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Kirkcaldy from the Firth of Forth
Grid reference: NT275915
Location: 56°6’39"N, 3°10’3"W
Population: 48,630  (estimate)
Post town: Kirkcaldy
Postcode: KY1, KY2
Dialling code: 01592
Local Government
Council: Fife
Kirkcaldy and Cowdenbeath

Kirkcaldy is a town on the coast of Fife, on a shallow bay on the northern shore of the Firth of Forth. It is the largest town between the cities of Dundee and Edinburgh. It also forms a parish by the name of Kirkcaldy and Dysart.

Kirkcaldy has an enterprising and industrial heritage and has been the home of man famous men, greatest of whom was Adam Smith (1723–90) "the father of modern economics".

The name of the town is believed to have derived from the Pictish language, from the words Caer Caled, which may translate as "place of the hard fort" or "place of Caled's fort".

Kirkcaldy has long been nicknamed the Lang Toun in reference to the 0.9 mile main street of the early town, depicted so on maps as early as the 16th and 17th centuries. The street would eventually reach a length of four miles.

According to an estimate taken in 2006, Kirkcaldy has a population of 48,630, making the town the largest settlement in Fife.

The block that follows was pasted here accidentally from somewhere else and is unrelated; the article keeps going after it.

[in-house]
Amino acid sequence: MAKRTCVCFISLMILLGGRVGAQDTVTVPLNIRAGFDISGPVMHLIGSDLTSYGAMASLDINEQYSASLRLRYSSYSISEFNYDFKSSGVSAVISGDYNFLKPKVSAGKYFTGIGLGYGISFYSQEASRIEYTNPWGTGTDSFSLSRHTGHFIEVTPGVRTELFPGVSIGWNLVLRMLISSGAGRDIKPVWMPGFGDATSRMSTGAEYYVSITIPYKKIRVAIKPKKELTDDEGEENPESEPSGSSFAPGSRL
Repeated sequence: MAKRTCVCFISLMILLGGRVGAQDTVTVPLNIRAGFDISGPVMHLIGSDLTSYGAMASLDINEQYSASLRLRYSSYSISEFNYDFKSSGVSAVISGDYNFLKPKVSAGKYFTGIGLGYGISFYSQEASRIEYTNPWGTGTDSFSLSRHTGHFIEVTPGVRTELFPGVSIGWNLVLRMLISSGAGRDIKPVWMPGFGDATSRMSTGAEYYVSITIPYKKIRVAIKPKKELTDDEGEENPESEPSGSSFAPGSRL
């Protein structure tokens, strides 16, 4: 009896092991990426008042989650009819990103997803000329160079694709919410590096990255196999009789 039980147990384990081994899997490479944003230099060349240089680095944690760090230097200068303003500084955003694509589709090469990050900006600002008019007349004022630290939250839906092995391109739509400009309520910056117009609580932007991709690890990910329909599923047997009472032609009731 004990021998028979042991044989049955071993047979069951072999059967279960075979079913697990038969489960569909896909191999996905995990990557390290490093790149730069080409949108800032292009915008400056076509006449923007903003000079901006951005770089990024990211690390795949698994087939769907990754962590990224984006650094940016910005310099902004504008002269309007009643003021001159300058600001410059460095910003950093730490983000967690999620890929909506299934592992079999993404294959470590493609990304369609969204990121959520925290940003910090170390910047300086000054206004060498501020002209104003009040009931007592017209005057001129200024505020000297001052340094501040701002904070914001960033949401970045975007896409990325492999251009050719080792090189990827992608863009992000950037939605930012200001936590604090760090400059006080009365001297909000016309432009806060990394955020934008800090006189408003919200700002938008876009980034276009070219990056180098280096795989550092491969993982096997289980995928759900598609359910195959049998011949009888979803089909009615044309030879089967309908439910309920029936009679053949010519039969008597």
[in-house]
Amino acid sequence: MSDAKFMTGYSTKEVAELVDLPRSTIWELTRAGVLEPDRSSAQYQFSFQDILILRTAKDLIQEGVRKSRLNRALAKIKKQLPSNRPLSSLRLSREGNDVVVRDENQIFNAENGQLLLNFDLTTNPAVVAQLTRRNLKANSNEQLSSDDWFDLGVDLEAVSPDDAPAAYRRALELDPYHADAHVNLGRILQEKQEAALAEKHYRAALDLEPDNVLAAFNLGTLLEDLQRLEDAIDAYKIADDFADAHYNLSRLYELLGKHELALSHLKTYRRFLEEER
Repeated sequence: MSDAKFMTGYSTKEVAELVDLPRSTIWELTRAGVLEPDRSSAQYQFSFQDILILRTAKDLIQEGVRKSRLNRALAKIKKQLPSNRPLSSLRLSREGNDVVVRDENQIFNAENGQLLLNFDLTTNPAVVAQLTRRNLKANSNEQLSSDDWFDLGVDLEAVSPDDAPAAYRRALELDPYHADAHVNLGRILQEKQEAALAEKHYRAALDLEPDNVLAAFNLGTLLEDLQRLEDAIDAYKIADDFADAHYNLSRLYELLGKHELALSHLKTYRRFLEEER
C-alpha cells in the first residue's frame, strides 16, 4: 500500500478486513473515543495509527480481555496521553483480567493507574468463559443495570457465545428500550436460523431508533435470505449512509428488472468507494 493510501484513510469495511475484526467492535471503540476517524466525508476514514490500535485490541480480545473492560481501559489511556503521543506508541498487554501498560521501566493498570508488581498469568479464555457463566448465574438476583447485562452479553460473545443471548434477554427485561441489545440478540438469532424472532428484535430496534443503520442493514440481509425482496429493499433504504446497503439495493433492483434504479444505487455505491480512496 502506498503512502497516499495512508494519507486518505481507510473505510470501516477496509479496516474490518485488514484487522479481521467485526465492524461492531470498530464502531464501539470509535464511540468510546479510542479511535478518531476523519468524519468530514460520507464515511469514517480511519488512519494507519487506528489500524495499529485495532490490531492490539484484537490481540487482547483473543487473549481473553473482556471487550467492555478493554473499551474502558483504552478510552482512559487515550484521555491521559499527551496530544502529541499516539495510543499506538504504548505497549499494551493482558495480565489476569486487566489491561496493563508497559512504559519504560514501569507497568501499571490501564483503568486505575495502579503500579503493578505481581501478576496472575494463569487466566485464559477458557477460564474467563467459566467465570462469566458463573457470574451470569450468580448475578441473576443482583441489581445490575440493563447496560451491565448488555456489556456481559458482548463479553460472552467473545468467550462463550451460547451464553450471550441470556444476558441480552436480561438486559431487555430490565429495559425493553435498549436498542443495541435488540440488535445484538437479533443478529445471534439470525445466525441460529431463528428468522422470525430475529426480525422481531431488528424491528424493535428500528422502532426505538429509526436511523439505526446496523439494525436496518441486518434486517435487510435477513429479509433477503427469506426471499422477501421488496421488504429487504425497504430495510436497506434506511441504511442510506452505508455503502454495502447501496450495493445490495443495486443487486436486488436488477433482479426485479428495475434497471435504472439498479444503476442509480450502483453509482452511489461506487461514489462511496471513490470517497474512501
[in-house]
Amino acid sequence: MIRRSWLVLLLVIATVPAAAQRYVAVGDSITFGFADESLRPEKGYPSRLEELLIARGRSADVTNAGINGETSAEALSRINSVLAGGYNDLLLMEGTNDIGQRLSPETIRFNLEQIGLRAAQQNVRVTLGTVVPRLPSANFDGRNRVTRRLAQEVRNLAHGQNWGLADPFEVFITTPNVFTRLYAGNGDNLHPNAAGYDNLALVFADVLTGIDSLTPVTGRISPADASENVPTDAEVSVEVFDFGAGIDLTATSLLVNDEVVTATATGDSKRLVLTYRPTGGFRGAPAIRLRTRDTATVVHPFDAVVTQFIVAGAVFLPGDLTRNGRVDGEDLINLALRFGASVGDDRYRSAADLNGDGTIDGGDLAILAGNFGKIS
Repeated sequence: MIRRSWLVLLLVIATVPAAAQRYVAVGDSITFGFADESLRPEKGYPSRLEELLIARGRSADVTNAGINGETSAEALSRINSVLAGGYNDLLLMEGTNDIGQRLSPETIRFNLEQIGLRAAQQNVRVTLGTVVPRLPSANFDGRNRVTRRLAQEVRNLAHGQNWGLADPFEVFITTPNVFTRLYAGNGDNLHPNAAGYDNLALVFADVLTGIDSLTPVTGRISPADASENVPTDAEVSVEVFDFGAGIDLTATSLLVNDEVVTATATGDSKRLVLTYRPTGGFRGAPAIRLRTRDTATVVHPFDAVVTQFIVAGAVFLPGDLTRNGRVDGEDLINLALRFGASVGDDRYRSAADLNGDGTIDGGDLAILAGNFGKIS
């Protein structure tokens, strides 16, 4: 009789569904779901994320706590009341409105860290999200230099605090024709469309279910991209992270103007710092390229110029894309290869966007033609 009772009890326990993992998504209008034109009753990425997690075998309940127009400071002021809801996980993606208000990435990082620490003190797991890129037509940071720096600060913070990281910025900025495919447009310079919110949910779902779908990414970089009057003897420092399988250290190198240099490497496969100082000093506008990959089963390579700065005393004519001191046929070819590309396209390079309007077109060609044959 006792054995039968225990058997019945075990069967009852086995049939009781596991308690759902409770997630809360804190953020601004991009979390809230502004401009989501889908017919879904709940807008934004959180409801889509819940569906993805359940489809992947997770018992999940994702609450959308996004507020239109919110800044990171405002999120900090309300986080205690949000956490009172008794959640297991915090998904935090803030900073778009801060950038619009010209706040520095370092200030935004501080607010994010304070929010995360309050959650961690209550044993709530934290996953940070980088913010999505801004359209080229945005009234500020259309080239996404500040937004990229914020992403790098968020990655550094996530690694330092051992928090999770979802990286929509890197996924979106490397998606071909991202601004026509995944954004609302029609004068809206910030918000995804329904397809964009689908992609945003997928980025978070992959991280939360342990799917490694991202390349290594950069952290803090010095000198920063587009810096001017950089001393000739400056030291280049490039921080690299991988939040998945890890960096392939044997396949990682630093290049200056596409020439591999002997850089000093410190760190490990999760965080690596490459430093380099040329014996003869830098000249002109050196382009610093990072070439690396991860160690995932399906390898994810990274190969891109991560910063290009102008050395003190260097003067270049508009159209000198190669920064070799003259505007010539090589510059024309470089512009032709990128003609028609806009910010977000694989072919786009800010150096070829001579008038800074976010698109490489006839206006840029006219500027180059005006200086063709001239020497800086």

The town

Kirkcaldy is a busy town which serves as a centre for the surrounding towns and villages. It has four large public parks (Beveridge, Dunnikier, Ravenscraig and Gallatown), and major shopping facilities in the town centre and in Sinclairtown.

The town also hosts the annual Links Market commonly known as Europe's longest street fair.[1][2] The Kirkcaldy Museum and Art Gallery is in the middle of town.

Employment is now focused in the service sector, with the largest employer being the MGT call centre. Kirkcaldy's industrial heritage of linoleum production still continues to this day, if not on as big a scale as in former days, and the company has diversified into the production of PVC floor tiles and speciality marmoleum.[3][4]

The Adam Smith College also has a presence in the town with three campuses (St Brycedale, Priory and Mitchleson).


Kirkcaldy is located on a bay facing southeast onto the Firth of Forth, along a sandy cove.[5]

The town is triangular in shape with relatively low-lying ground being a feature to the south-west near Invertiel and to the east of Boreland. The farmland land hereabouts is arable, growing cereals, potatoes, field beans, other vegetables.


Ravenscraig flats

Kirkcaldy developed as a linear settlement stretching along the sandy cove between the Tiel Burn in the south and the East Burn to the north. More recently as the town has developed north the settlement shape is more triangular in form.[5][6]